St. John’s gained a new ally in the business field over the weekend when Dr. Muhammad Yunus, one of the world’s leading figures in microfinance and a Nobel Peace Prize recipient, visited to announce a partnership between the University and Grameen Bank.
Originally established in Bangladesh by Yunus, the bank is known for giving small loans to people who are unable to secure loans from standard banks in an effort to lift them out of poverty. Repayment is based on an honor system.
Due to the success of the bank overseas, it has expanded its roots to the U.S. with Grameen America. This expansion also included the opening of a branch in Jackson Heights, Queens, in January 2008. And in 2006, Yunus received a Nobel Peace Prize.
However, the big show was inside Carnesecca, where St. John’s announced its new partnership with Grameen America.
“Through this partnership, St. John’s will assist Grameen America in achieving their goals, while Grameen will provide learning and research opportunities to our students and our faculty,” said James Pellow, executive vice president and chief perating officer.
The partnership will be managed through the newly created VISA program, which stands for Vincentian Institute for Social Action. The partnership was cemented with an exchanging of gifts, which included the St. John’s colors being given to Yunus.
After this announcement, the audience was treated to speeches by select borrowers, and multicultural songs selected by borrowers were performed. These ranged from Bengali and Mexican medleys to a performance of “God Bless America.”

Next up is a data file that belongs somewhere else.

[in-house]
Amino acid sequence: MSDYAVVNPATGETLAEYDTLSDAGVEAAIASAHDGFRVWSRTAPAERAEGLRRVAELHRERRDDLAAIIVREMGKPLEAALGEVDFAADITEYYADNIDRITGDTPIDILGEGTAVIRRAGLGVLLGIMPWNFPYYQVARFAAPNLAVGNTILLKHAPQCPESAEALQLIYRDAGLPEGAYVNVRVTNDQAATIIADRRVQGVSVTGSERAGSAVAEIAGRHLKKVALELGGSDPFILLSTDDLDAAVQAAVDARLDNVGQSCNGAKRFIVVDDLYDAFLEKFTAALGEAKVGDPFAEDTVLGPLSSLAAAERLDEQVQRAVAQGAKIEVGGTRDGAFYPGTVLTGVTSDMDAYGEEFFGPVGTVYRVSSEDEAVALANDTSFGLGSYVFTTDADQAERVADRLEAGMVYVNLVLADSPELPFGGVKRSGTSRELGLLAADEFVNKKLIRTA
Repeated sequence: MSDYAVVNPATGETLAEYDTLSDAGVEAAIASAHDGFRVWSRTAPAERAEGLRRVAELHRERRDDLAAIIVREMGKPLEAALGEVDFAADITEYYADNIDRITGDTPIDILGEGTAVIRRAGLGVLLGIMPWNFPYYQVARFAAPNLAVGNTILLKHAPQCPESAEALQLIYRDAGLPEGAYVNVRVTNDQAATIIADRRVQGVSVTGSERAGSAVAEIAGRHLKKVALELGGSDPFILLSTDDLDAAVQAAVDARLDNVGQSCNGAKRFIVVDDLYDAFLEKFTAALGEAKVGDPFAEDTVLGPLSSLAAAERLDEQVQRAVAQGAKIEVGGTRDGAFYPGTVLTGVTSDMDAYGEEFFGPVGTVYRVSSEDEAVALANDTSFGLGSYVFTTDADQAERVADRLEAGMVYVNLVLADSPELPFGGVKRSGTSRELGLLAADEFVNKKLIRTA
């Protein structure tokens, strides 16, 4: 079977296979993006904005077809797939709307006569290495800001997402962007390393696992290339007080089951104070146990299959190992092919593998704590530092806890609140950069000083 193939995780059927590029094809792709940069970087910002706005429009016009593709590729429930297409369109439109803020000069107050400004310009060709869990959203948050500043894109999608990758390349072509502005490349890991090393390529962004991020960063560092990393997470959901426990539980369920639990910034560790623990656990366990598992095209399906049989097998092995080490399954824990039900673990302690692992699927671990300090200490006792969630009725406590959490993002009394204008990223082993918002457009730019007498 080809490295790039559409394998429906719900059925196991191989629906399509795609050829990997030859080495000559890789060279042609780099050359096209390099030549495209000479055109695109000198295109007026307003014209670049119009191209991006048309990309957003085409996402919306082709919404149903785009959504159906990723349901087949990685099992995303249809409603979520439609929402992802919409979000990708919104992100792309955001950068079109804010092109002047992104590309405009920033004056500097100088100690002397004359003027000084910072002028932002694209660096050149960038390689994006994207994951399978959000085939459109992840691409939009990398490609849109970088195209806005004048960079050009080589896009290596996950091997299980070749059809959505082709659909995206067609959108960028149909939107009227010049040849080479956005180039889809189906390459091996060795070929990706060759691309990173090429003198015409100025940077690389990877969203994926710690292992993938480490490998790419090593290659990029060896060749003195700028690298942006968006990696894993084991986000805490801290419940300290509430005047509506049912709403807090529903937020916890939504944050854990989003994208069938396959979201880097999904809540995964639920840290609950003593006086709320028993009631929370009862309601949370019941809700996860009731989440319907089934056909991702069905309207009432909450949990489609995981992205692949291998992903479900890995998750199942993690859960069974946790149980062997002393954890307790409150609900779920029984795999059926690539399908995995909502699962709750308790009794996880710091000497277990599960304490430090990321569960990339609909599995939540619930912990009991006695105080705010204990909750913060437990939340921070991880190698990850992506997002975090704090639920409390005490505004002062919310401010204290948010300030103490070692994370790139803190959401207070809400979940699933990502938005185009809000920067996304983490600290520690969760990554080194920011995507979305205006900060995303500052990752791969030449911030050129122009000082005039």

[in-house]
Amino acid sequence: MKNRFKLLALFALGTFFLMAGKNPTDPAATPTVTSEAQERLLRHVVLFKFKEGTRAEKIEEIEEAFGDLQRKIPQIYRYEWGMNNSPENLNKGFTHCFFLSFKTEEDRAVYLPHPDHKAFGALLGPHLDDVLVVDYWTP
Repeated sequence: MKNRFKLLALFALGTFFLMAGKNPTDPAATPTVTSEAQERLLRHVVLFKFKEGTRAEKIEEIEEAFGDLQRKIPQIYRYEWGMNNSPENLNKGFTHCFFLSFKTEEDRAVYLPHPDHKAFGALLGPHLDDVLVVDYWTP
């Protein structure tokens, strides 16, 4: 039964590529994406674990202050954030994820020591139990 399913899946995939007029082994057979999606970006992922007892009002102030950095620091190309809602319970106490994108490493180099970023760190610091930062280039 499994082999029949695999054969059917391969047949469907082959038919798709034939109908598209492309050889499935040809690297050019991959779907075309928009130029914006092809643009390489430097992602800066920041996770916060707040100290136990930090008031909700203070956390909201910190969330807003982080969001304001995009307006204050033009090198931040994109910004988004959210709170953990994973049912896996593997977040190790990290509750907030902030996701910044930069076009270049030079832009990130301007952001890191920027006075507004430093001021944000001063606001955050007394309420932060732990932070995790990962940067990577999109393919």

After these performances, Yunus took the stage and gave a speech about the benefits of microfinance and how Grameen Bank and the partnership with St. John’s hopes to help eliminate poverty throughout the world.
“We have been coming up with the idea that this financial crisis, which is hitting every place in the world, is also a great opportunity,” he said. “It opens up great opportunity to undo things that have caused all those problems and design a new system that works in a way that these problems would not be there.”
Yunus shared his thoughts on how he thinks the financial system in the U.S. can be improved.
“The financial system should be designed in a way that it is inclusive, so that you do not have to make a certain set of money in order to be lent money,” he said. “Today’s financial system excludes many people all over the world, including the United States.”
Students said they had a positive experience hearing Yunus’ speech and learning more about Grameen America.
“I thought it was really well put together and expressed the University mission,” said Michael Yurik, a senior. “I thought it [Grameen Bank] was more about financing third world countries. I’m very thankful it’s supporting our local community and that I can go outside and see what the money goes toward.”